I was in fights every day. While I couldn't speak English, I had no friends and I really had trouble at school... so then I started fighting. - Italo Martini
Mrs McQueen introduced my mother to the Australian
culture. I asked Mrs McQueen how
and she said she used the Italian language. I had never
but she meant she used her hands!
There was a little shop up the road and once Dida
to buy carrots. He said to me , "Ask the lady
for caro". So I asked for caro and
she gave me
kerosene. I said to the lady "No, no - that is not
right" with my hands
and I had to go back and ask
Dida again and he said carrots properly. I went
and she gave me carrots.
Many migrants who arrived in the fifties attended
government-funded English classes
at the Broken Hill High
School. They were taught by Patrick (Pat) Hackett
remembered by many with affection and gratitude.
I needed to learn a lot more,
so I went to English classes
two nights a week - Monday night from seven to nine and
Friday nights from seven to nine. This was a most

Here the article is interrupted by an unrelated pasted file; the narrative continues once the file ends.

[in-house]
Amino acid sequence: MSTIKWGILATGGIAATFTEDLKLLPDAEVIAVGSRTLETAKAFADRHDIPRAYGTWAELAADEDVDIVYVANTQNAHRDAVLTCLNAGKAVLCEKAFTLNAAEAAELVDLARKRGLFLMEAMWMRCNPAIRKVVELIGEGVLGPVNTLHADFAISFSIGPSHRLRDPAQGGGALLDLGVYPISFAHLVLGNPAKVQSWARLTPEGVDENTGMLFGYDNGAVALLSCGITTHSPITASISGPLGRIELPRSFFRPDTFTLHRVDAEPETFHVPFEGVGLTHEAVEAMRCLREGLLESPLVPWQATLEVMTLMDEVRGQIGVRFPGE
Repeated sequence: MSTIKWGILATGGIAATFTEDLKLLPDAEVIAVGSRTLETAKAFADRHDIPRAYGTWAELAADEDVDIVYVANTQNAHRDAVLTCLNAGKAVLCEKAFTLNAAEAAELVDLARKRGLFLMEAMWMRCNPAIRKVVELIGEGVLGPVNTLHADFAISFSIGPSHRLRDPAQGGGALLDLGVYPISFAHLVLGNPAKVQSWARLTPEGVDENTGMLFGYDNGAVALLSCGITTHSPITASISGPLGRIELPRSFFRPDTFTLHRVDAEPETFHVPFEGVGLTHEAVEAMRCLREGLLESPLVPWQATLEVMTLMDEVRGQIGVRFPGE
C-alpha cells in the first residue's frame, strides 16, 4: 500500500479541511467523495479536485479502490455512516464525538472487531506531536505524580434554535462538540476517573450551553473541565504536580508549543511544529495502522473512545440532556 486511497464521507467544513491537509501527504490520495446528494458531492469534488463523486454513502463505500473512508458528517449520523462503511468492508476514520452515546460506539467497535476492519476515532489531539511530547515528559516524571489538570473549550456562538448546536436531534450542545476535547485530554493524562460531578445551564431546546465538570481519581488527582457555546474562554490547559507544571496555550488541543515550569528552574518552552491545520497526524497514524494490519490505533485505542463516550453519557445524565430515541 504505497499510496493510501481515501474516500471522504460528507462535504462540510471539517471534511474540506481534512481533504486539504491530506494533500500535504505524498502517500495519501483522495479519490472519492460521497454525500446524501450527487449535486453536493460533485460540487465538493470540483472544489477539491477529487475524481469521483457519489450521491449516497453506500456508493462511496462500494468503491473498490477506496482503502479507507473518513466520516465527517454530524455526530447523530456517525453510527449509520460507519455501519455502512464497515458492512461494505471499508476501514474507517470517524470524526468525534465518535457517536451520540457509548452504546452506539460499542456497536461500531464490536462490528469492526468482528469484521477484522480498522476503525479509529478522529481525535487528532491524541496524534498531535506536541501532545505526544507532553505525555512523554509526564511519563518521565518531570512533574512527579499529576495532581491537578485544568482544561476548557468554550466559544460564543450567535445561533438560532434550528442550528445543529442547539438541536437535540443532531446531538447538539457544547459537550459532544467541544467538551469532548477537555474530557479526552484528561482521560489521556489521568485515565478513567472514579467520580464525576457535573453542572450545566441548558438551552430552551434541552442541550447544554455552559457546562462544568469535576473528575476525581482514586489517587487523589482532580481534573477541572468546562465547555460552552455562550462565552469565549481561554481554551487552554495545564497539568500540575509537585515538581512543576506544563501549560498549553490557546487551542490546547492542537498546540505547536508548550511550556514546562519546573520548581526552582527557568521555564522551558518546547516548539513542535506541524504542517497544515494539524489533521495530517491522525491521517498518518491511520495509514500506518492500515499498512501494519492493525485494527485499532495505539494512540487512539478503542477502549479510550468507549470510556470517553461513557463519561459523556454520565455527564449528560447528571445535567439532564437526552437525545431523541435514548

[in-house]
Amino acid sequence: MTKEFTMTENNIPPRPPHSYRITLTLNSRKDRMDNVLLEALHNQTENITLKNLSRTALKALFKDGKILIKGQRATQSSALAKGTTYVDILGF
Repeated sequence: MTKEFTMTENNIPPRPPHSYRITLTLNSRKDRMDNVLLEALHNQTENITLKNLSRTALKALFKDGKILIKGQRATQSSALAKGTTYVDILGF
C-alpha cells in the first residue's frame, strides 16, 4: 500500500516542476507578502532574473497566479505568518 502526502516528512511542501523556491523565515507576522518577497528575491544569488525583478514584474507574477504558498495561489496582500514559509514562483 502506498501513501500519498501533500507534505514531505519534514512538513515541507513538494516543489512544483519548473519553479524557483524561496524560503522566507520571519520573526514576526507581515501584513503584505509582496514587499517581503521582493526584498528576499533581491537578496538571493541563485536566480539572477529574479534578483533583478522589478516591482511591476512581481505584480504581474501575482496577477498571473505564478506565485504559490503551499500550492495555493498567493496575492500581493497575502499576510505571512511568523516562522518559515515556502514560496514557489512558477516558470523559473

important time for me. My teacher
was Mr Pat Hackett.
He was a very good teacher and a gentleman.
We took the plane to Adelaide and the hostess offered
a coffee and I didn't know
how to say thank you. My
husband said to me "Can you say thank you?" The first
I used was "thank you".
I spoke only Italian while I was at Wilcannia. When I came
back to Broken Hill,
I went to classes at the Pig and Whistle
Hotel. I was supposed to go a second
year but I got a job in
the bush and I forgot about the classes. When I came
here, I was too far behind the others and I didn't go back.
Now, I realise
that was a mistake but at that time, I needed
I said to myself once I was here "If you want to live in this
country, you have
to start to learn the language." It is very
hard if you don't, and especially
hard if you want to go to
the doctor. You have to all the time take someone
"No" I said, "I have to start learning". So I did.
Rozalia (Rose) Cetinich
At first I had difficulty in understanding what
people were saying. That was
because I could speak the language , but in the
Philippines we are taught American-English and
Australian slang was confusing.
When dad arrived in Australia, he noticed that
outside of shops were many signs,
which said "Sale".
He thought to himself that Australians must use a
salt as "sale" in Italian means salt!
Greek children at the Greek Club
East School, c.1946